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Most personal injury claims are based on negligence. Although you might understand the legal term “negligence” as a synonym for the term “carelessness,” there is a lot more complexity to negligence than simple carelessness.

The Four Legal Elements of a Personal Injury Claim

To win a personal injury claim, you must prove four legal elements (facts) about the defendant:

  • The defendant owed the victim a duty of care;
  •  The defendant breached their duty of care to the victim; and
  • The defendant’s breach caused the harm that the victim suffered;
  • The victim suffered damages; 

Although the first two elements put together constitute negligence, proving negligence alone is not enough to win a personal injury claim. You must also prove causation and damages, the third and fourth elements above.

Duty of Care

The standard of care that applies to the defendant varies from case to case. In most cases, such as car accidents, the defendant must act as a “reasonable person” under the circumstances. In a medical malpractice claim, by contrast, the defendant must meet a professional standard of care. Sometimes you need an expert witness to determine the applicable standard of care.

Breach of Duty

Breach of duty simply means that the defendant failed to abide by their duty of care, i.e They failed to act like a reasonable person. 

Running a stop sign, for example, is a breach of the duty of care. A reasonable person obeys traffic laws and drives safely to avoid harming others. They would not run a stop sign because it could cause an accident.


The mere existence of negligence is not enough to establish a personal injury claim. You must also tie the negligence to the victim’s damages by proving causation. The defendant’s negligence must have caused the victim’s damages in two ways: (i) cause in fact and (ii) proximate cause.

Cause in fact

Cause in fact means that an accident would not have happened if it had not been for a defendant’s conduct. This is a fairly easy element to prove.

Proximate cause

Proximate cause refers to a cause that was closely related to the accident that injured the victim. A victim’s injuries must be a foreseeable result of the defendant’s actions. In not, there is no proximate cause, and the defendant is not liable for the victim’s injury.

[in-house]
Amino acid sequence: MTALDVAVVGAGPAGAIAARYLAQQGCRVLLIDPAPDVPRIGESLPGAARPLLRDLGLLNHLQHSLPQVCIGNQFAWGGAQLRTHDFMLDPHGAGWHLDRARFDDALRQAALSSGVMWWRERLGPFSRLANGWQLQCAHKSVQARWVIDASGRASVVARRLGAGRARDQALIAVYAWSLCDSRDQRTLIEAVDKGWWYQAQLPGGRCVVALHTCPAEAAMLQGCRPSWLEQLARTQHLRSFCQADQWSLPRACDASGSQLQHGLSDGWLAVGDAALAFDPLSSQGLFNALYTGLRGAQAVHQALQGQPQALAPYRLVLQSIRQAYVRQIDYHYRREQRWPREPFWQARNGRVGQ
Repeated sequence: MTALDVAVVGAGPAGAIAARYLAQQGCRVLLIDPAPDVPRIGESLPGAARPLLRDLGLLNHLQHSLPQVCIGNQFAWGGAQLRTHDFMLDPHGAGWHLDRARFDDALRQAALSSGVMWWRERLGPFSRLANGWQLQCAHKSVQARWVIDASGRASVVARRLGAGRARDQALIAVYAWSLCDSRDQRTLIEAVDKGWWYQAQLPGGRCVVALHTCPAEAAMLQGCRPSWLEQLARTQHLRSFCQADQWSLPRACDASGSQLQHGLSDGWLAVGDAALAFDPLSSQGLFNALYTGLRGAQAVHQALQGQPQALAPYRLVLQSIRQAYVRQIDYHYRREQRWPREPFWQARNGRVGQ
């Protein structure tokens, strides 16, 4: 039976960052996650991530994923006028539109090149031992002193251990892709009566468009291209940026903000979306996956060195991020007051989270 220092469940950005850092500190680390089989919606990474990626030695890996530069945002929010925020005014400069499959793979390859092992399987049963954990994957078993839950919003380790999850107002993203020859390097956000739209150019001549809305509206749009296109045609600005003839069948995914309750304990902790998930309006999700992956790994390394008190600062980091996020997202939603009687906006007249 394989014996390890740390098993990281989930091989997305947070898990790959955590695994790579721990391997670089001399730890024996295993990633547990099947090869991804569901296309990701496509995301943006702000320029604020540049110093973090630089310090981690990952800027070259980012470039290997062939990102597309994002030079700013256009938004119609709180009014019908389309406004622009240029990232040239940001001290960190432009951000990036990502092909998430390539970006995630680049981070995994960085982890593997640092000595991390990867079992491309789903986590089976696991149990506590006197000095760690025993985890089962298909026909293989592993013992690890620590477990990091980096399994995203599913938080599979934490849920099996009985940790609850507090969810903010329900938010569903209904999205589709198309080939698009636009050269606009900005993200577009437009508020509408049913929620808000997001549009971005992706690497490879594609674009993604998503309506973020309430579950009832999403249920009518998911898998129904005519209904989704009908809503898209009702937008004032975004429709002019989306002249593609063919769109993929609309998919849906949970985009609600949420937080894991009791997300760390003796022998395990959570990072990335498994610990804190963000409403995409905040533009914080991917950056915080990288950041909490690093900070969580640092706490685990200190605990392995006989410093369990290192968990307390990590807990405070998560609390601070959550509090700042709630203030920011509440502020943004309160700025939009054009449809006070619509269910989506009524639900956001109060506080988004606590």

Damages, in the legal sense of the word, refer to the type of losses that a court can compensate through money damages. This might be counterintuitive to some people. Most people wouldn’t agree that money can compensate for human life, but courts routinely grant money damages to successful wrongful death claimants. 

In fact, it’s really the only way the court can redress such an injury. The most common types of damages are:

Courts occasionally award punitive damages to punish the defendant for outrageous conduct. 

Special Forms of Negligence

Following are descriptions of three special types of negligence in Florida: Negligence per se, gross negligence, and criminal negligence.

Negligence Per Se

“Negligence per se” is a form of negligence that represents a legal shortcut to proving negligence. Ordinarily, the jury must make a judgment call on whether the defendant was or was not negligent. Negligence per se, when it applies, allows the court to determine negligence by objective standards. 

The four facts you must prove to establish negligence per se are:

  • The defendant violated a public safety statute or ordinance;
  • The victim was a member of the class of people the rule protects (motorists, for example);
  • The victim’s injury was the type of injury the rule was designed to prevent; and
  • The defendant’s violation of the law caused the victim’s injury.

An example would be proving that the defendant broke a traffic law (driving at night with their lights off, for example), and ‌caused the accident that injured the victim. Negligence per se is ‌useful in claims against defendants in highly regulated industries, such as medicine or commercial trucking.

Gross Negligence

Ordinary negligence occurs when you are unaware of a fact that you should have been aware of. “Gross negligence” refers to conduct that exhibits a conscious disregard for the life, safety, or rights of others. An example might be the difference between driving 10mph over the speed limit because you were not paying attention to the speedometer (ordinary negligence) and driving 50 mph over the speed limit in an illegal auto race (gross negligence).

A finding of gross negligence can support a claim for punitive damages. Florida awards punitive damages, if at all, in addition to compensatory (economic and non-economic) damages. Most victims do not receive punitive damages even if they win their claim.

Criminal Negligence

Criminal negligence is negligence that is serious or extreme enough to support criminal charges. Gross negligence might qualify for criminal charges (in a drunk driving accident that killed someone, for example). 

You must prove criminal negligence using the “beyond a reasonable doubt” standard. In a civil claim, you need only prove your claim against the much easier to meet “preponderance of the evidence” standard. Both a criminal trial and a civil lawsuit can proceed simultaneously for the same accident. You can win a civil lawsuit even if you lose a criminal prosecution.

Contact a Lawyer for Help With Your Negligence Claim

Referring to negligence as “carelessness” might lull you into a false sense of security. In fact, the question of negligence can get very complex. The foregoing discussion only scratches the surface of the true complexity of this subject. If you believe you may have a negligence claim, contact a personal injury lawyer at your earliest opportunity.

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